So let us return to a simpler, cheaper, and frankly more manly and effective firearm: The modern shotgun with Forsyth rifling, designed to very accurately and effectively propel a 20, 16, or 12-guage round lead ball (only 350 to 600 grains weight 😳) around 1,500 feet per second. Put these velocity-times-mass kinetic energy numbers in your pipe and smoke it! You will smoke every deer and bear you hit with such powerful projectiles!

And for those hunters concerned about the cost and availability of hunting projectiles and reloading, there is nothing simpler than pouring your own lead round balls and reloading shotgun hulls. Push come to shove with components, you can most easily obtain lead and black powder, and shotgun hulls are reloadable about twenty times each.

Shooting round balls might feel like going backwards, but in many ways the simpler ways and days were better.

Today I submitted a written request to Henry Repeating Firearms, makers of sturdy, accurate, no-frills shotguns perfect for employing Forsyth rifling, that they please consider undertaking such a project. Let’s say to start, manufacture 100 Forsyth rifling single shot break-action shotguns, tested with correct diameter round balls fired from common shotgun hulls with commonly obtainable smokeless and black powders.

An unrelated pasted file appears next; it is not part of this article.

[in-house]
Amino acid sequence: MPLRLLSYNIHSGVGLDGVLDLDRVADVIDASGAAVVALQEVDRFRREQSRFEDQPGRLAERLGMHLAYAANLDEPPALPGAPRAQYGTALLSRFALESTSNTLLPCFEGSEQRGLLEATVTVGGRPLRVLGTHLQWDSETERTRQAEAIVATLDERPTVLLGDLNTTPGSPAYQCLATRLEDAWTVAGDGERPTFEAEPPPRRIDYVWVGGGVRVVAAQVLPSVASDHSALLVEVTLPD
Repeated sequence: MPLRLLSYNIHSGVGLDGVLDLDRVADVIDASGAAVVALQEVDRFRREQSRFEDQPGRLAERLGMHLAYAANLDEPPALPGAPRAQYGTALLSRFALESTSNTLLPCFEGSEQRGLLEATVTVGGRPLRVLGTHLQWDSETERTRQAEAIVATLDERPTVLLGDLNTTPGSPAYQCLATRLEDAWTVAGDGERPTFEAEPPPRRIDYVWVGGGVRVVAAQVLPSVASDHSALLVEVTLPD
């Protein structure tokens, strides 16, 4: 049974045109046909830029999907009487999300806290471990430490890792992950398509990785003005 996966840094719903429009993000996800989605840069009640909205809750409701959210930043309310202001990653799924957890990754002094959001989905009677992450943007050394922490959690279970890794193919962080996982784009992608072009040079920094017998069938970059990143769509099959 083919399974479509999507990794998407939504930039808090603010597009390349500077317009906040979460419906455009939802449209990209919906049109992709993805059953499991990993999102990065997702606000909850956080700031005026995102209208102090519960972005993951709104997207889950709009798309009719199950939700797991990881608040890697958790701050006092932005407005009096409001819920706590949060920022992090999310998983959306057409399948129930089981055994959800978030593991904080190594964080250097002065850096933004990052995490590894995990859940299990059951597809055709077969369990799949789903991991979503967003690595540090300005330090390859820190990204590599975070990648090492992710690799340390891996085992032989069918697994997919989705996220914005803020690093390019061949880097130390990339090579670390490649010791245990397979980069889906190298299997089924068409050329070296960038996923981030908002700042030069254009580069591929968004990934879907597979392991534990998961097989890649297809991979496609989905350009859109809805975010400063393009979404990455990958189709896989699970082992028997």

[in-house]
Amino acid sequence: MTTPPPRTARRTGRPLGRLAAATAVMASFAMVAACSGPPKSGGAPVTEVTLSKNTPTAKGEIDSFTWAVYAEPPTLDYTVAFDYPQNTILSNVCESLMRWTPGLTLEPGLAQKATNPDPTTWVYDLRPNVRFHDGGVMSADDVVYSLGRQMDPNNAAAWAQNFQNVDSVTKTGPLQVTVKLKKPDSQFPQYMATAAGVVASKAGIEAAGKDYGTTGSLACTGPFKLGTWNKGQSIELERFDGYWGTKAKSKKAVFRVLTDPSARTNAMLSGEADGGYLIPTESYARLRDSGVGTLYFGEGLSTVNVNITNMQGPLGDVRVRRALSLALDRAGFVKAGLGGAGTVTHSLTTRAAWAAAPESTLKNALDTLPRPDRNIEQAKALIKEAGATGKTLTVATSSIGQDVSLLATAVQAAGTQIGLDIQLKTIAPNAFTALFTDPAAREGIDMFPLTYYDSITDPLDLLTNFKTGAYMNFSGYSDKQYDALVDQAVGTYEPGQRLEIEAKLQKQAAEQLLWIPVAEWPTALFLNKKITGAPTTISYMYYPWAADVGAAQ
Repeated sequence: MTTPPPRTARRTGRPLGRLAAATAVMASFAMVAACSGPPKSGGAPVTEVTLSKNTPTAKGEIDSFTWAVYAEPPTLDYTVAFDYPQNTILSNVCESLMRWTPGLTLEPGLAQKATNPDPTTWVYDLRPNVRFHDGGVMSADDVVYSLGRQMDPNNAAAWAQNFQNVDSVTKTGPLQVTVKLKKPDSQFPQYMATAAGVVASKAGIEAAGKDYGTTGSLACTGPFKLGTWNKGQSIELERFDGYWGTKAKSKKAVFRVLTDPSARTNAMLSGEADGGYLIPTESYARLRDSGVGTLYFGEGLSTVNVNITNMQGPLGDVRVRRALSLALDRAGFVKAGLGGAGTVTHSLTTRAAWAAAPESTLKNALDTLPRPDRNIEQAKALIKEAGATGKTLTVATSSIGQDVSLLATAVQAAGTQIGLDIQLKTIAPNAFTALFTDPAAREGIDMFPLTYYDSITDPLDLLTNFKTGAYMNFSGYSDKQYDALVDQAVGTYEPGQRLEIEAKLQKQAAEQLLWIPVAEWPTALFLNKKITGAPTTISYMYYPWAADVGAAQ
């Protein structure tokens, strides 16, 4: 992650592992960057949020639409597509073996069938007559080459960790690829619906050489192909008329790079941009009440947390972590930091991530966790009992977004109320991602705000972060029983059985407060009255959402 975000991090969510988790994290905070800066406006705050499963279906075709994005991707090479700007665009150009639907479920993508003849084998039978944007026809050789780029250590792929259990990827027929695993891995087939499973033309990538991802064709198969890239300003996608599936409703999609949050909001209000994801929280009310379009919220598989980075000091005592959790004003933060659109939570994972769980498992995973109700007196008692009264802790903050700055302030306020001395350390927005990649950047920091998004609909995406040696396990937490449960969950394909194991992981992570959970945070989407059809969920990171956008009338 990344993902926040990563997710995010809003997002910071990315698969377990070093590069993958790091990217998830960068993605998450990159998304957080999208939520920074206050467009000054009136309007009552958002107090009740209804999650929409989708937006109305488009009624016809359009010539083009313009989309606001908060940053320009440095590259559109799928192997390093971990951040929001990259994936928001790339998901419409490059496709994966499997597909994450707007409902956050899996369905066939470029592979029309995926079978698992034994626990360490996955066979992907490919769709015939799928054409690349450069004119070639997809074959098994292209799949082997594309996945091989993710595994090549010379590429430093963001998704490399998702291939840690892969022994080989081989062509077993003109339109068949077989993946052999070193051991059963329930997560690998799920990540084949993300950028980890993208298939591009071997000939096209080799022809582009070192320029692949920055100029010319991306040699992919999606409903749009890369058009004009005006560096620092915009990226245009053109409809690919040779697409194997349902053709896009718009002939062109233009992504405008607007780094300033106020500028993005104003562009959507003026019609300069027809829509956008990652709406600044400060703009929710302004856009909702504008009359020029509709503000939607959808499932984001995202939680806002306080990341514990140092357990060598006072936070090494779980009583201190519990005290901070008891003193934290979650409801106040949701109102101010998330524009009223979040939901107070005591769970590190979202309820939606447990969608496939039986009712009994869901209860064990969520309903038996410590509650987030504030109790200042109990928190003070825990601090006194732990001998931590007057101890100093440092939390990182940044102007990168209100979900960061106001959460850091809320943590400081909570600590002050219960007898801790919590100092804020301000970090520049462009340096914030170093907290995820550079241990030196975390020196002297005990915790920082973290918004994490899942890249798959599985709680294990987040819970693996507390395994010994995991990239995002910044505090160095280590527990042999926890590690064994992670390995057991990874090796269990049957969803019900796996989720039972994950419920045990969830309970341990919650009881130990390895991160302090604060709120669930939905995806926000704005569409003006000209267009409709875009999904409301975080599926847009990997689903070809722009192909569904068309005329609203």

If the 100 single shots sell well, then try a few dozen double barrel shotguns that have received some elementary “regulating” whereby the two barrels are brought into pointing harmony with one another. Each barrel should place its ball at or near the landing point of the other barrel, fully converging together within a 75-120 yard distance.

In conclusion, let us say we pursue this particular goal if not for efficiency, effectiveness, and ease of reloading, then to restore our rightful place and reputation as American riflemen, long hunters, frontiersmen with pluck and the best hunting skills on Planet Earth bar none. Shooting round balls within 200 yards is true fair-chase, ethical hunting.

Lieut. James Forsyth of the British Bengal Riflemen Corps posing with some of his well-earned Asian hunting trophies in about 1860. All of which he took with the black powder round ball. Look at the tiger skull that is the size of Forsyth’s entire chest. Note the tiger skin into which quite a few full-sized Forsyths could be stashed all at one time. We hunters today would do well to use Forsyth’s properly arranged round ball technology.

Sir Samuel Baker, gentleman, ultimate stud, patriot, hunter, fearless adventurer and most tender, devoted, and loving husband to a slave woman he liberated. We should all yearn to be like Sir Samuel in some way or another. Maybe it will just be hunting with a powerful round ball instead of a hyperkinetic missile.